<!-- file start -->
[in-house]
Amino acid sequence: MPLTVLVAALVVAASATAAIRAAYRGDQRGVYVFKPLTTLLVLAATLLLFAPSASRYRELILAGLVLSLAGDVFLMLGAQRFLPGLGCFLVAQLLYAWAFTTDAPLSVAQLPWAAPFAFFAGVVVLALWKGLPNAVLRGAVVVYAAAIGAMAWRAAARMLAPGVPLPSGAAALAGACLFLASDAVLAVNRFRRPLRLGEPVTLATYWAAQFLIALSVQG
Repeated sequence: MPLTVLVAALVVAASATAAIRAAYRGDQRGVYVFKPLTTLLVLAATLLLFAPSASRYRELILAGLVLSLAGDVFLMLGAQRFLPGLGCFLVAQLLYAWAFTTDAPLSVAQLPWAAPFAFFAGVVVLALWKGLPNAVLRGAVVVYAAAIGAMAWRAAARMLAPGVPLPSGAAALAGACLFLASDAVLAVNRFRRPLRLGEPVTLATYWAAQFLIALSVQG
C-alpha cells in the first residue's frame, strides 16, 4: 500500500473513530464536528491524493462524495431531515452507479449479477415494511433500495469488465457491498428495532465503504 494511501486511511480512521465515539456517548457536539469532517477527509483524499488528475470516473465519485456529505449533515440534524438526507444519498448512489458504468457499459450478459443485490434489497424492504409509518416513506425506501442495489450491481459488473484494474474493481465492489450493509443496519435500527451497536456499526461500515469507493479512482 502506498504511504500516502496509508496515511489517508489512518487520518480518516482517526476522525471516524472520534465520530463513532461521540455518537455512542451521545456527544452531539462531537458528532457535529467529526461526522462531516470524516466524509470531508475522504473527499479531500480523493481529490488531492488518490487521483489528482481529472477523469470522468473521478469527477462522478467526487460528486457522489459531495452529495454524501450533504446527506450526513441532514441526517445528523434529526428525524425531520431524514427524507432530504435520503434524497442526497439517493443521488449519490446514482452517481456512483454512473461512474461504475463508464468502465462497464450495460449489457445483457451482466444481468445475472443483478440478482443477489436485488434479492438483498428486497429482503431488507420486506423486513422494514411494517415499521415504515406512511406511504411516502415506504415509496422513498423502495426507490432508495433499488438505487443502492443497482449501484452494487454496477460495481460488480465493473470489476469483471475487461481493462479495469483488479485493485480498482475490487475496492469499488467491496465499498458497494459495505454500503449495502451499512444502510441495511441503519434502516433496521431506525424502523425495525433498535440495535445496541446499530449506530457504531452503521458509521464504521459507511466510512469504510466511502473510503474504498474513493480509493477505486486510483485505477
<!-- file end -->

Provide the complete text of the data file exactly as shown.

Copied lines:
[in-house]
Amino acid sequence: MPLTVLVAALVVAASATAAIRAAYRGDQRGVYVFKPLTTLLVLAATLLLFAPSASRYRELILAGLVLSLAGDVFLMLGAQRFLPGLGCFLVAQLLYAWAFTTDAPLSVAQLPWAAPFAFFAGVVVLALWKGLPNAVLRGAVVVYAAAIGAMAWRAAARMLAPGVPLPSGAAALAGACLFLASDAVLAVNRFRRPLRLGEPVTLATYWAAQFLIALSVQG
Repeated sequence: MPLTVLVAALVVAASATAAIRAAYRGDQRGVYVFKPLTTLLVLAATLLLFAPSASRYRELILAGLVLSLAGDVFLMLGAQRFLPGLGCFLVAQLLYAWAFTTDAPLSVAQLPWAAPFAFFAGVVVLALWKGLPNAVLRGAVVVYAAAIGAMAWRAAARMLAPGVPLPSGAAALAGACLFLASDAVLAVNRFRRPLRLGEPVTLATYWAAQFLIALSVQG
C-alpha cells in the first residue's frame, strides 16, 4: 500500500473513530464536528491524493462524495431531515452507479449479477415494511433500495469488465457491498428495532465503504 494511501486511511480512521465515539456517548457536539469532517477527509483524499488528475470516473465519485456529505449533515440534524438526507444519498448512489458504468457499459450478459443485490434489497424492504409509518416513506425506501442495489450491481459488473484494474474493481465492489450493509443496519435500527451497536456499526461500515469507493479512482 502506498504511504500516502496509508496515511489517508489512518487520518480518516482517526476522525471516524472520534465520530463513532461521540455518537455512542451521545456527544452531539462531537458528532457535529467529526461526522462531516470524516466524509470531508475522504473527499479531500480523493481529490488531492488518490487521483489528482481529472477523469470522468473521478469527477462522478467526487460528486457522489459531495452529495454524501450533504446527506450526513441532514441526517445528523434529526428525524425531520431524514427524507432530504435520503434524497442526497439517493443521488449519490446514482452517481456512483454512473461512474461504475463508464468502465462497464450495460449489457445483457451482466444481468445475472443483478440478482443477489436485488434479492438483498428486497429482503431488507420486506423486513422494514411494517415499521415504515406512511406511504411516502415506504415509496422513498423502495426507490432508495433499488438505487443502492443497482449501484452494487454496477460495481460488480465493473470489476469483471475487461481493462479495469483488479485493485480498482475490487475496492469499488467491496465499498458497494459495505454500503449495502451499512444502510441495511441503519434502516433496521431506525424502523425495525433498535440495535445496541446499530449506530457504531452503521458509521464504521459507511466510512469504510466511502473510503474504498474513493480509493477505486486510483485505477